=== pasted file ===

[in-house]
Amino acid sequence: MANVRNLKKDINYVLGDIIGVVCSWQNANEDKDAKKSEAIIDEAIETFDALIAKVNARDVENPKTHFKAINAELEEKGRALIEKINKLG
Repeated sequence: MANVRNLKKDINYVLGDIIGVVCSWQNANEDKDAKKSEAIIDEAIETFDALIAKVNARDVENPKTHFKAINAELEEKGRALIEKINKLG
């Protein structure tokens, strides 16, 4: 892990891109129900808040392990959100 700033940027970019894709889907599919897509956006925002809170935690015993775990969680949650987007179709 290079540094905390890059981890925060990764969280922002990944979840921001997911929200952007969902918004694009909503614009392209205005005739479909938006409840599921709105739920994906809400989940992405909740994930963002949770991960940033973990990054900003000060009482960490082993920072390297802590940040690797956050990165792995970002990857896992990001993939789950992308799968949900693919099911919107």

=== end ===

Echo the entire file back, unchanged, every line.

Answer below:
[in-house]
Amino acid sequence: MANVRNLKKDINYVLGDIIGVVCSWQNANEDKDAKKSEAIIDEAIETFDALIAKVNARDVENPKTHFKAINAELEEKGRALIEKINKLG
Repeated sequence: MANVRNLKKDINYVLGDIIGVVCSWQNANEDKDAKKSEAIIDEAIETFDALIAKVNARDVENPKTHFKAINAELEEKGRALIEKINKLG
């Protein structure tokens, strides 16, 4: 892990891109129900808040392990959100 700033940027970019894709889907599919897509956006925002809170935690015993775990969680949650987007179709 290079540094905390890059981890925060990764969280922002990944979840921001997911929200952007969902918004694009909503614009392209205005005739479909938006409840599921709105739920994906809400989940992405909740994930963002949770991960940033973990990054900003000060009482960490082993920072390297802590940040690797956050990165792995970002990857896992990001993939789950992308799968949900693919099911919107």